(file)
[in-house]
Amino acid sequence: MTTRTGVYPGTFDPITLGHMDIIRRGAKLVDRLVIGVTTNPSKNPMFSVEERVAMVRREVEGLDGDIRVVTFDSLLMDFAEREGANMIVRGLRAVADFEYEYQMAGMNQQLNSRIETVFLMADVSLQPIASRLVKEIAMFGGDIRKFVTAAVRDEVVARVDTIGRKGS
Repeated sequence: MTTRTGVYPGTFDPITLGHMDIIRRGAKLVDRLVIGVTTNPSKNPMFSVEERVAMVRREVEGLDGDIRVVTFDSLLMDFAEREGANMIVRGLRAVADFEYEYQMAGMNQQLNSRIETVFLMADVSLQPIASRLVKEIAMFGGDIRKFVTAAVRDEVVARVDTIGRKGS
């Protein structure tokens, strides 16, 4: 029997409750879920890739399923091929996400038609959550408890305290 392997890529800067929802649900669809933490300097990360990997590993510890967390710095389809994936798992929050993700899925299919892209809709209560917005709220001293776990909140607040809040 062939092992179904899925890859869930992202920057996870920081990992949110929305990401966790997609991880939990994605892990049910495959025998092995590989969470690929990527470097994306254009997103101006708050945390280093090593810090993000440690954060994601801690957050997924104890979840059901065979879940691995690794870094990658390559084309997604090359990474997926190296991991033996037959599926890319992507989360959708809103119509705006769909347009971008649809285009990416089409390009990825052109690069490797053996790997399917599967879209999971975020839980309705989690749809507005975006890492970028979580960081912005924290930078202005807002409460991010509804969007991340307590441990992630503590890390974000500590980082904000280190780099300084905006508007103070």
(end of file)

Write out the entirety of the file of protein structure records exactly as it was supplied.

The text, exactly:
[in-house]
Amino acid sequence: MTTRTGVYPGTFDPITLGHMDIIRRGAKLVDRLVIGVTTNPSKNPMFSVEERVAMVRREVEGLDGDIRVVTFDSLLMDFAEREGANMIVRGLRAVADFEYEYQMAGMNQQLNSRIETVFLMADVSLQPIASRLVKEIAMFGGDIRKFVTAAVRDEVVARVDTIGRKGS
Repeated sequence: MTTRTGVYPGTFDPITLGHMDIIRRGAKLVDRLVIGVTTNPSKNPMFSVEERVAMVRREVEGLDGDIRVVTFDSLLMDFAEREGANMIVRGLRAVADFEYEYQMAGMNQQLNSRIETVFLMADVSLQPIASRLVKEIAMFGGDIRKFVTAAVRDEVVARVDTIGRKGS
């Protein structure tokens, strides 16, 4: 029997409750879920890739399923091929996400038609959550408890305290 392997890529800067929802649900669809933490300097990360990997590993510890967390710095389809994936798992929050993700899925299919892209809709209560917005709220001293776990909140607040809040 062939092992179904899925890859869930992202920057996870920081990992949110929305990401966790997609991880939990994605892990049910495959025998092995590989969470690929990527470097994306254009997103101006708050945390280093090593810090993000440690954060994601801690957050997924104890979840059901065979879940691995690794870094990658390559084309997604090359990474997926190296991991033996037959599926890319992507989360959708809103119509705006769909347009971008649809285009990416089409390009990825052109690069490797053996790997399917599967879209999971975020839980309705989690749809507005975006890492970028979580960081912005924290930078202005807002409460991010509804969007991340307590441990992630503590890390974000500590980082904000280190780099300084905006508007103070």